The Hillary Problem

SUSAN TRAUSCH

November 24, 1992|By SUSAN TRAUSCH

BOSTON. — Boston -- Call me out of touch with America, but I don't think most people are pacing the kitchen floor worrying about the Hillary Problem.

I don't think there is a Hillary Problem except as it exists in the minds of people paid to think depressing thoughts -- namely journalists and Republican campaign strategists.

The second group lost, so that shuts them up for a while, but the first group has a license to yap and has been doing it about Hillary's brain for nearly a year.

Is she too strong? Has she been muzzled? Did she get a new haircut so she wouldn't look too strong and could subtly muzzle herself?

Can she host the White House Easter Egg Roll and still voice opinions on Bosnia?

The yapping is especially intense during this transition period when George Bush isn't quite over and Bill Clinton hasn't quite begun. Nothing is going on, but reporters still have to file stories to impress editors who are making decisions about their Washington bureaus.

That's why we've been reading that Mr. Bush is depressed. This is news? The man just lost the big one. If he were tap dancing on his boat and writing jokes for Jay Leno, I'd say that would be news.

We've been reading that Mr. Clinton is thinking. Zounds! ''Robocandidate'' has shifted gears and wants to spend a lot of time talking with people in private meetings. He might not be able to move as quickly as he thought he could.

So let him think good and hard is what I say, and let him alone until January 20. Let his cat alone, too, so he (the president-elect, not the cat) doesn't have to issue directives to the press as he did last weekend when photographers kept cornering Socks at the governor's mansion.

''Special note to all press from the highest authority,'' it said. ''Don't touch the cat again.''

We are definitely talking slow news day in Little Rock.

Which brings us to the front-page headline in the New York Times this week: ''Hillary Clinton's New Role -- A Spouse or a Policy Leader?''

She has to be one or the other? She can't do what she has always done, which is to be a spouse, mother, independent career woman and closest adviser to her husband?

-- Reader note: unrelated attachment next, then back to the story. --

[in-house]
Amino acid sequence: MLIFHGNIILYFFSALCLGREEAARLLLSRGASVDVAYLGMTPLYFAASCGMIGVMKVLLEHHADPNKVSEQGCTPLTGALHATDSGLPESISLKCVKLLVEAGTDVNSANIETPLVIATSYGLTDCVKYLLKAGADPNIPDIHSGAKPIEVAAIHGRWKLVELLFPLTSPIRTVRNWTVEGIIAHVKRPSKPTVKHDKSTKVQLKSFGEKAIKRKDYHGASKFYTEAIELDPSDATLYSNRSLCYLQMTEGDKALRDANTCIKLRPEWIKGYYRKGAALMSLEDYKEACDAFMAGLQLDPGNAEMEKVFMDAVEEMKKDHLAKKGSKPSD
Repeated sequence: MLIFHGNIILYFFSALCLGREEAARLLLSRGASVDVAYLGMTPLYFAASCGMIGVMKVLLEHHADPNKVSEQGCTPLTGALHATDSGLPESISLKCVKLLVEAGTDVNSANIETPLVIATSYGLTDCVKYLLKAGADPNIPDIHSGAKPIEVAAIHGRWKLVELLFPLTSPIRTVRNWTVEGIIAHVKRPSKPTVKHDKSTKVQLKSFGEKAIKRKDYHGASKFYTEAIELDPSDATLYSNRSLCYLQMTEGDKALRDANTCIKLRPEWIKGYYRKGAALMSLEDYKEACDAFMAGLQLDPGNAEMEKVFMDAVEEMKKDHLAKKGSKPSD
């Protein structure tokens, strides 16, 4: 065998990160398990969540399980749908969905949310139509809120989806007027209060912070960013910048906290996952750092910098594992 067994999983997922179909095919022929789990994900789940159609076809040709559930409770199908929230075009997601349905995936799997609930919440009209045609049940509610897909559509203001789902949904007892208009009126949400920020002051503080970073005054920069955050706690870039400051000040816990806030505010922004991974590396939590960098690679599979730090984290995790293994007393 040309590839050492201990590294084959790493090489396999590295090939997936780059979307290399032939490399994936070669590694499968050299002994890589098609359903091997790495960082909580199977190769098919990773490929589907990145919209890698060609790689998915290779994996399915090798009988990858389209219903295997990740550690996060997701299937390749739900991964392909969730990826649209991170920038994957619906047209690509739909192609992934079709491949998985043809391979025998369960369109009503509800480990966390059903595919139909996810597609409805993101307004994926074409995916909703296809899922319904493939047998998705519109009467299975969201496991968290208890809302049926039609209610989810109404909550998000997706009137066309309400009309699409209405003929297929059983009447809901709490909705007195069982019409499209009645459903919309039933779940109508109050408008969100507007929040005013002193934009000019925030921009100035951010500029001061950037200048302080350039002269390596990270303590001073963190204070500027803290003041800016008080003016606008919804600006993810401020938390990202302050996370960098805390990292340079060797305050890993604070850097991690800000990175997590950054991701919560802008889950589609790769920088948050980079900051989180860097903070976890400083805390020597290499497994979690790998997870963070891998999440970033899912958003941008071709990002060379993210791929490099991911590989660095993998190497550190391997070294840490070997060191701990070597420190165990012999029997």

The job of first lady is just that -- a job, with its own agenda, long hours and power. It's not a four-year stint as national prom queen, and the country is smart enough to know that.

This constant drumbeat about ''what America expects from its first lady'' and how Hillary's presence will somehow blow our narrow little minds, and probably put a crack in the White House tea service as well, is pretty insulting.

I'm not expecting Bess Truman, OK? I'm not expecting Nancy Reagan. I'm not expecting anybody but whoever Hillary choses to be.

She's got a brain. She'll use it. She'll speak out about issues and, by speaking, demand change. She'll be a partner in her husband's presidency.

Whether that means she'll sit in on high-level meetings or get a briefing from Bill at the breakfast table doesn't really matter. She should do whatever feels comfortable and works.

If the Clinton administration gets the country on its feet and the first lady is a force in accomplishing the task, we're not going to complain.

If Cabinet members and presidential advisers with ego problems complain, then Bill should tell them where to file the complaints. But I think anybody signing on with this team would expect to see Hillary playing a strong role.

She's an individual, not an inaugural gown at the Smithsonian.

She's got room to be creative, and most of us, men and women, will be disappointed if she isn't.

Nobody is questioning whether husband Bill can handle the ceremonial duties in the Rose Garden and still make policy decisions. Al Gore is not expected to be merely a dark suit at state funerals. So let's pitch the first lady stereotypes.

Go, Hillary! Or, as Ross Perot used to say -- just do it!

Susan Trausch is a Boston Globe columnist.

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